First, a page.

Studies in Law, Politics, and Society: Volume 82

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(7 chapters)


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The sudden rise of the socio-political importance of security that has marked the twenty-first century entails a commensurate empowerment of the intelligence apparatus. This chapter takes the Investigatory Powers Act 2016 as a vantage point from where to address the political significance of this development. It provides an account of the powers the Act grants intelligence agencies, concluding that it effectively legalizes their operational paradigm. Further, the socio-legal dynamics that informed the Act lead the chapter to conclude that Intelligence has become a dominant apparatus within the state. This chapter pivots at this point. It seeks to identify, first, the reasons of this empowerment; and, second, its effects on liberal-democratic forms, including the rule of law. The key reason for intelligence empowerment is the adoption of a pre-emptive security strategy, geared toward neutralizing threats that are yet unformed. Regarding its effects on liberal democracy, the chapter notes the incompatibility of the logic of intelligence with the rule of law. It further argues that the empowerment of intelligence pertains to the rise of a new threat-based governmental logic. It outlines the core premises of this logic to argue that they strengthen the anti-democratic elements in liberalism, but in a manner that liberalism is overcome.


In a country where judicial institutions are known to be inefficient and where activists have traditionally not engaged in legal mobilization, what explains the emergence of NGO strategic litigation? The author argues that a change in the legal opportunity structure impacts how activists interact with the legal system. Comparing two states in Mexico, the author demonstrates that the introduction of private prosecution rights opened the door for activists to litigate femicide cases. The emergence of strategic litigation has helped improve compliance with international human rights law and has had a demonstration effect on how to use the law to press for accountability.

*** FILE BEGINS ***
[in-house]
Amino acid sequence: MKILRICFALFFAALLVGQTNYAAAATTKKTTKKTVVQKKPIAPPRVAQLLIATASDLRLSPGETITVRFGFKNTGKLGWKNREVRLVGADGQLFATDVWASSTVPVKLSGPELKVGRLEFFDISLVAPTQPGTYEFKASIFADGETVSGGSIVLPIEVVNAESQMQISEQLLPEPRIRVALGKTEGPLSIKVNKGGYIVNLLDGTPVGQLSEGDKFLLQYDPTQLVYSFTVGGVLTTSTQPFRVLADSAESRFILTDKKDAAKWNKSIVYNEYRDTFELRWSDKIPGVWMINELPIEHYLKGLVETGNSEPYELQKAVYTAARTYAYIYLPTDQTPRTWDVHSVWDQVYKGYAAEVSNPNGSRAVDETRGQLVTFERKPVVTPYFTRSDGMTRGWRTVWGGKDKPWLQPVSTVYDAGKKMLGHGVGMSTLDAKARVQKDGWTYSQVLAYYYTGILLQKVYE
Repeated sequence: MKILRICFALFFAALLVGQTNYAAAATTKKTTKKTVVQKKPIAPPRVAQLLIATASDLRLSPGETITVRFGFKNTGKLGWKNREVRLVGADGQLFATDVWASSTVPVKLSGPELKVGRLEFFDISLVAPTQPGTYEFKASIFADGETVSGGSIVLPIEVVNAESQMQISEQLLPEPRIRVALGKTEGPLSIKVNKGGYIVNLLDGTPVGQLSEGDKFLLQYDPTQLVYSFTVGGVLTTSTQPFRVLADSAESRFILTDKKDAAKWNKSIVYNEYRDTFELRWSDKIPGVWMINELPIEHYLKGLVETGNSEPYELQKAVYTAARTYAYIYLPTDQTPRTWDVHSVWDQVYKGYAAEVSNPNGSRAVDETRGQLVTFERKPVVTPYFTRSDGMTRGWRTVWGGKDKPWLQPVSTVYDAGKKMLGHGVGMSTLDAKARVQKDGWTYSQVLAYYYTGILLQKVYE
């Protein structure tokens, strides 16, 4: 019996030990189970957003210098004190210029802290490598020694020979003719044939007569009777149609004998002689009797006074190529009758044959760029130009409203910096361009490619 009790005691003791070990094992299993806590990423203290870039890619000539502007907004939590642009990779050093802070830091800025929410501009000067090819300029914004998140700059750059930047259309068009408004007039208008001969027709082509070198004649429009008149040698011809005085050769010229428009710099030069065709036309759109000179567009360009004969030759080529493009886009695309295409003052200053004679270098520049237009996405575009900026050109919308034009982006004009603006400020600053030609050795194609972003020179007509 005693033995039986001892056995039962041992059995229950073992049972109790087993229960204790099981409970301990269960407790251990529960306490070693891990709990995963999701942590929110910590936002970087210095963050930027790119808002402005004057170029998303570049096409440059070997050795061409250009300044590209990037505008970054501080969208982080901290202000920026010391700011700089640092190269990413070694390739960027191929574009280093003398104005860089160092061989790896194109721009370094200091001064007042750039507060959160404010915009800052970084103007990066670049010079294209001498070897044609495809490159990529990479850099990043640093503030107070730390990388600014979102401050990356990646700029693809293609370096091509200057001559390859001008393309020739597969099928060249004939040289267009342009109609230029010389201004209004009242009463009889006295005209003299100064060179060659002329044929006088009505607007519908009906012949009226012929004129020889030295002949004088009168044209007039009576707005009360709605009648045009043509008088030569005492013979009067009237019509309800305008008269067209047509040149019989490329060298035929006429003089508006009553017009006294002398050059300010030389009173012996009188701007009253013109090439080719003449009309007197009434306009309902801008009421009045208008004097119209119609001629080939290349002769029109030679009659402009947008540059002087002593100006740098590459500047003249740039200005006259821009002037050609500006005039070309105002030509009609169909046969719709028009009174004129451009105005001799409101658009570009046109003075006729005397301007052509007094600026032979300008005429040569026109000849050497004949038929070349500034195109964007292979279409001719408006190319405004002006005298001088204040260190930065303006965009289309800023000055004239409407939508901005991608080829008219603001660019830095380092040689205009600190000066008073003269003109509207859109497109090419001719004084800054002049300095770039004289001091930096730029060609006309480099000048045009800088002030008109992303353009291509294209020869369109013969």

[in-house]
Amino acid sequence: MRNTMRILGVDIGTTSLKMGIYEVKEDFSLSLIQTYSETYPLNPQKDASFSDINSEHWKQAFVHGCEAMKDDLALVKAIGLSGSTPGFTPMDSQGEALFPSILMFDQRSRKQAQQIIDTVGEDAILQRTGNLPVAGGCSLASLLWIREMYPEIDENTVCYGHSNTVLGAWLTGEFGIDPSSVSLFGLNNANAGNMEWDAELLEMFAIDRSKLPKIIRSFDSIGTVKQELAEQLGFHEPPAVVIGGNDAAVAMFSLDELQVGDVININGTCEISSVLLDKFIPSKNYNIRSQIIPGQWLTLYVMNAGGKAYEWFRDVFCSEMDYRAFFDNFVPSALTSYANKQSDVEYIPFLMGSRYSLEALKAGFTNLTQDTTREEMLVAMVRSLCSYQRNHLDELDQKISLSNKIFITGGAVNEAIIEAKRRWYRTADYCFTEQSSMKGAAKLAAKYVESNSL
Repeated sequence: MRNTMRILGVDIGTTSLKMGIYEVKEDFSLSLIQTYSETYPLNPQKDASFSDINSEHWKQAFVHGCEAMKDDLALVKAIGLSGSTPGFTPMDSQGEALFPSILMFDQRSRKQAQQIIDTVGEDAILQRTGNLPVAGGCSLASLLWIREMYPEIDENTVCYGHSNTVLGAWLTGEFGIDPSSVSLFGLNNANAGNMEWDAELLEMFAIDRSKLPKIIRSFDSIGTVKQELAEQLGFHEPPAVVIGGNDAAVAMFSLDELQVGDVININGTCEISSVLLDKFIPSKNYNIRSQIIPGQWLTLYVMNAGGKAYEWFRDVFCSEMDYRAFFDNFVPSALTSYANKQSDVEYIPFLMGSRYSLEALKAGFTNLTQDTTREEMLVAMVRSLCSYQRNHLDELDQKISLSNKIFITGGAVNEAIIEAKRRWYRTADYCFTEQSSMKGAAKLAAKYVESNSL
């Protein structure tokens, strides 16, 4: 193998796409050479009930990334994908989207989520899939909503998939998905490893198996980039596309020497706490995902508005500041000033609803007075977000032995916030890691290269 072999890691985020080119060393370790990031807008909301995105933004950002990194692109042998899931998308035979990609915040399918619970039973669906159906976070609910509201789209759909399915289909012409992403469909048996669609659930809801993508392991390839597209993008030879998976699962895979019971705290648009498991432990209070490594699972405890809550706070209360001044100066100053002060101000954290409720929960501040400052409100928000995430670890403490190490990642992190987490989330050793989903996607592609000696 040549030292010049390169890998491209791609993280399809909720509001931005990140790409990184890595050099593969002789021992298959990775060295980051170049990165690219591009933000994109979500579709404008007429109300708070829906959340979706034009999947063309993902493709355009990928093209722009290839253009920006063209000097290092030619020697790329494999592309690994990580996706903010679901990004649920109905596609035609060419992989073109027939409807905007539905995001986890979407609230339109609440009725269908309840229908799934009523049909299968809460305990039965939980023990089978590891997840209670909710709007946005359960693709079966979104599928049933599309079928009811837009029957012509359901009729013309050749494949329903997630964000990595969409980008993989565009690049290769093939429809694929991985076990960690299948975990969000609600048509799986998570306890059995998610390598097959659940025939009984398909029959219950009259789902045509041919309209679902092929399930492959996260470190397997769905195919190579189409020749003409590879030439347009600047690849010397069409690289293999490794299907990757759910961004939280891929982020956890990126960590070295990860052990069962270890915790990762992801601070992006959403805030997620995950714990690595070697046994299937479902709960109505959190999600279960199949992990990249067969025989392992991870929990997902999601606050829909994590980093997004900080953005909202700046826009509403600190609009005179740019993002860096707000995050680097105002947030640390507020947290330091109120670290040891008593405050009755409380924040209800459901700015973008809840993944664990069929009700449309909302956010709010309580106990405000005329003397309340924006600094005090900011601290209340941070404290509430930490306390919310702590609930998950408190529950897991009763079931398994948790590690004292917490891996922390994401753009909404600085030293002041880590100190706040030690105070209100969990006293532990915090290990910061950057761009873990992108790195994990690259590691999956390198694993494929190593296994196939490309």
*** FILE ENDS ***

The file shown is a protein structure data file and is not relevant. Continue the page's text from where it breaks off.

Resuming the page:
This chapter examines the delicate balance achieved by apex courts in new democracies when dealing with impunity for rights violations during times of transitional justice. While international law has clearly rejected amnesties for past rights violations, domestic politics sometimes incorporate amnesties as part of larger peace settlements. This puts courts in the difficult situation of balancing the competing demands of law and politics. Courts have achieved equipoise in this situation by adopting substantive interpretations and procedural approaches that use international law’s rights-based language but without implementing international law’s restrictions on amnesties. In many cases, courts do this without acknowledging the necessarily pragmatic nature of their decisions. In fact, oftentimes courts find ways of avoiding having to make any substantive decision, effectively removing themselves from a dispute that could call into question their adherence to international legal norms that transcend politics. In doing so, they empower political actors to continue down the road toward negotiated peace settlements, while at the same time protecting the courts’ legitimacy as institutions uniquely situated to protect international human rights norms – including those they have effectively deemphasized in the process.